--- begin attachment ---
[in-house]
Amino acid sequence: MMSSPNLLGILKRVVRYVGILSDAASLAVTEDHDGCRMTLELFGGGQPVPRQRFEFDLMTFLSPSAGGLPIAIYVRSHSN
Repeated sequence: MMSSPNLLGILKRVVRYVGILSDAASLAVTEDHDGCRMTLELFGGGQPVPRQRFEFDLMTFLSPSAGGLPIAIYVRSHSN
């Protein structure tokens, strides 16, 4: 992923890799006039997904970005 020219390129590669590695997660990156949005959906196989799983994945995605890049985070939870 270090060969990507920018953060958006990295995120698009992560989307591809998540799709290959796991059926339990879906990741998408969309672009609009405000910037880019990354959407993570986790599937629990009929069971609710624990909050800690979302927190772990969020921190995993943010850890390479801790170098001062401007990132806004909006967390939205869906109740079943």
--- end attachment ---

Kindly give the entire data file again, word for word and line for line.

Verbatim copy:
[in-house]
Amino acid sequence: MMSSPNLLGILKRVVRYVGILSDAASLAVTEDHDGCRMTLELFGGGQPVPRQRFEFDLMTFLSPSAGGLPIAIYVRSHSN
Repeated sequence: MMSSPNLLGILKRVVRYVGILSDAASLAVTEDHDGCRMTLELFGGGQPVPRQRFEFDLMTFLSPSAGGLPIAIYVRSHSN
């Protein structure tokens, strides 16, 4: 992923890799006039997904970005 020219390129590669590695997660990156949005959906196989799983994945995605890049985070939870 270090060969990507920018953060958006990295995120698009992560989307591809998540799709290959796991059926339990879906990741998408969309672009609009405000910037880019990354959407993570986790599937629990009929069971609710624990909050800690979302927190772990969020921190995993943010850890390479801790170098001062401007990132806004909006967390939205869906109740079943």